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Shade, clay and cold

Posted by Rick_MG.TN 7a (My Page) on
Sun, Feb 10, 13 at 11:08

I recently moved to zone 7a (nashville) from the south where I had extensive groupings of azeleas. I have a hill facing north, stone and clay, 8 by 12 pitch (roofing terms), under almost full shade from very tall mature trees. I want to plant azeleas and rhododendrons, but as I research them there are problems. For example I like g.g.gerbing and Taber azeleas which I found are hardy, but they are not recommended for zones below 7b. I find the small leaf azeleas have very shallow roots and need constant watering, which would not be always feasible. Likewise I found only "carolina" rhododendrons suitable, but I don't find then at local nurseries, so I'm not sure if they are suitable. Can someone suggest azelea and rhododendron varieties for my wind swept hill.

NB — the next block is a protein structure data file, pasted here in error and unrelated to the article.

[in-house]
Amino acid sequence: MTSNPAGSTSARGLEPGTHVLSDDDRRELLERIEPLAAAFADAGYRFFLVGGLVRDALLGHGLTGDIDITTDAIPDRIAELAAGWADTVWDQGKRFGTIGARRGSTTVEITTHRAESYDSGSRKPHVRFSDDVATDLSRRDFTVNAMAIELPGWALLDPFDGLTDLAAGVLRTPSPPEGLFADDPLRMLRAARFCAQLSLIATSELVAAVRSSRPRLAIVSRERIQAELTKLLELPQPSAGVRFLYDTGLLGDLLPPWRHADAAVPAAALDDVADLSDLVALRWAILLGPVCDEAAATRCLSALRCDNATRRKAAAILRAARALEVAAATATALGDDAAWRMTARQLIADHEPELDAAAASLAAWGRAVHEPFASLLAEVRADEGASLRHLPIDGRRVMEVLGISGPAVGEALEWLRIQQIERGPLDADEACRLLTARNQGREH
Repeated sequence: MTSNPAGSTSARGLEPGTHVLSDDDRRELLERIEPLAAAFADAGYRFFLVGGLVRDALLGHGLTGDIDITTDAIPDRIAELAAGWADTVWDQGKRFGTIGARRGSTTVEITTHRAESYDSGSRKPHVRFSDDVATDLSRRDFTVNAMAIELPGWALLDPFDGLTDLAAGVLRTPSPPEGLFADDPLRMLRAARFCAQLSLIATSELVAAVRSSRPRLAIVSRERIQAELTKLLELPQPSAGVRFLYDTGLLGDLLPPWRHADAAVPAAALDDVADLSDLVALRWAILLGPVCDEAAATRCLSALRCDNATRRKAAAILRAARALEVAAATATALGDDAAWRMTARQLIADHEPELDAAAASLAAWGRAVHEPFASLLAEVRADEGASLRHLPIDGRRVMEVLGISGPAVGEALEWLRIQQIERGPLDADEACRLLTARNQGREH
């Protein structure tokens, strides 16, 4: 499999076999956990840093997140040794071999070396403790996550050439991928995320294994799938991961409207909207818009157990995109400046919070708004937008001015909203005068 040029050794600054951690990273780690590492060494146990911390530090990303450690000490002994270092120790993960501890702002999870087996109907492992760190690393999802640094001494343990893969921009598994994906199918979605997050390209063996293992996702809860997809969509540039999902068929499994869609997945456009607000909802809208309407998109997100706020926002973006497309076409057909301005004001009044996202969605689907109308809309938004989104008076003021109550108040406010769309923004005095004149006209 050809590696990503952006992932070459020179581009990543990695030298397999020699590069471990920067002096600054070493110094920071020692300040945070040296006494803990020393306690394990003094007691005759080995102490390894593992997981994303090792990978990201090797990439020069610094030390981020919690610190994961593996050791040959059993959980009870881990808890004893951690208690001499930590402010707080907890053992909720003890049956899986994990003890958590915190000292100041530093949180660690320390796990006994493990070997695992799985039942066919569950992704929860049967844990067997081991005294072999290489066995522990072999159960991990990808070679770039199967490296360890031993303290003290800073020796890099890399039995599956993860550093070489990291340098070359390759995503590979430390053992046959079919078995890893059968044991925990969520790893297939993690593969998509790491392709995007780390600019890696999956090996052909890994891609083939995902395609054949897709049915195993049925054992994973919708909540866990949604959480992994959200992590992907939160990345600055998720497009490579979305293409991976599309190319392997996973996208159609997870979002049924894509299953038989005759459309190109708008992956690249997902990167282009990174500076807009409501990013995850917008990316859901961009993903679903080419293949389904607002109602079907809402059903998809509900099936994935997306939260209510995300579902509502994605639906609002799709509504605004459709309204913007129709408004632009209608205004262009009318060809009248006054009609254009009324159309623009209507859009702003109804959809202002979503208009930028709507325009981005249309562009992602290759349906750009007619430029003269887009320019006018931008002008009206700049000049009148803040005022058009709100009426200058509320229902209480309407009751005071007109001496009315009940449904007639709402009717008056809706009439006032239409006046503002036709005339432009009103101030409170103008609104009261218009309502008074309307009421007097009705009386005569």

Follow-Up Postings:

RE: Shade, clay and cold

If you're willing to invest the time, money and effort, raised beds on top of the unsuitable clay soil are an option. Dense shade and strong winds are much less easily dealt with as is root competition from the existing trees, The latter can be a real issue depending at least in part on the tree species involved. Thinning out some of the trees and/or limbing them up might help greatly.

As for varieties, any of the species rhododendrons native to southern areas such as carolinianum, catawbiense, and cumberlandense and their hybrid offspring should be suitable. There are also some new hybrids bred specifically for the south which involve the Taiwanese species hyperythrum. Meadowbrook Nursery has a good selection. There many, many evergreen azalea varieties which should be suitable , but many of these may suffer extensive leaf damage from winter sun and wind.

RE: Shade, clay and cold

All rhododendrons and azaleas have very shallow roots. They also have a tendency to develop root rot if the roots are kept too wet in hot weather. For these two reasons, it is best to keep the azaleas in an area with partial shade, excellent drainage, and a good mulch layer. The mulch does two equally important jobs, it conserves moisture in the soil and protects the roots from hot weather.

Here is a link that might be useful: How to grow rhododendrons and azaleas

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